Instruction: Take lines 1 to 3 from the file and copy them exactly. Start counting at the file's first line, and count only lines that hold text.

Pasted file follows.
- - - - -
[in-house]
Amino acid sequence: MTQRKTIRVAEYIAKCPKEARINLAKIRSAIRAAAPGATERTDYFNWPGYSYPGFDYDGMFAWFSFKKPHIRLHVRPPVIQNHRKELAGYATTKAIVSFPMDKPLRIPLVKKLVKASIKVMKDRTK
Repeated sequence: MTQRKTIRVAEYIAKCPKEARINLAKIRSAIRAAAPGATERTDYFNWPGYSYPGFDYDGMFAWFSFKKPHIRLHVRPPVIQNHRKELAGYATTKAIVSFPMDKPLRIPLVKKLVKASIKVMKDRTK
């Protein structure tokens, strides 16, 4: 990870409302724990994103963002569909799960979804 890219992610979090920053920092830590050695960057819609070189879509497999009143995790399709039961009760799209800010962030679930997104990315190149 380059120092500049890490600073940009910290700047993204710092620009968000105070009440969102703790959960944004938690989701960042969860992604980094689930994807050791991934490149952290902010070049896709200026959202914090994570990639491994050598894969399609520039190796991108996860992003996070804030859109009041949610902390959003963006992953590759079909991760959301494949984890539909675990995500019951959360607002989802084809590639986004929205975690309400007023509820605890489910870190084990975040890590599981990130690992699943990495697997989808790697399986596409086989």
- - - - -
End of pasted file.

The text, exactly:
[in-house]
Amino acid sequence: MTQRKTIRVAEYIAKCPKEARINLAKIRSAIRAAAPGATERTDYFNWPGYSYPGFDYDGMFAWFSFKKPHIRLHVRPPVIQNHRKELAGYATTKAIVSFPMDKPLRIPLVKKLVKASIKVMKDRTK
Repeated sequence: MTQRKTIRVAEYIAKCPKEARINLAKIRSAIRAAAPGATERTDYFNWPGYSYPGFDYDGMFAWFSFKKPHIRLHVRPPVIQNHRKELAGYATTKAIVSFPMDKPLRIPLVKKLVKASIKVMKDRTK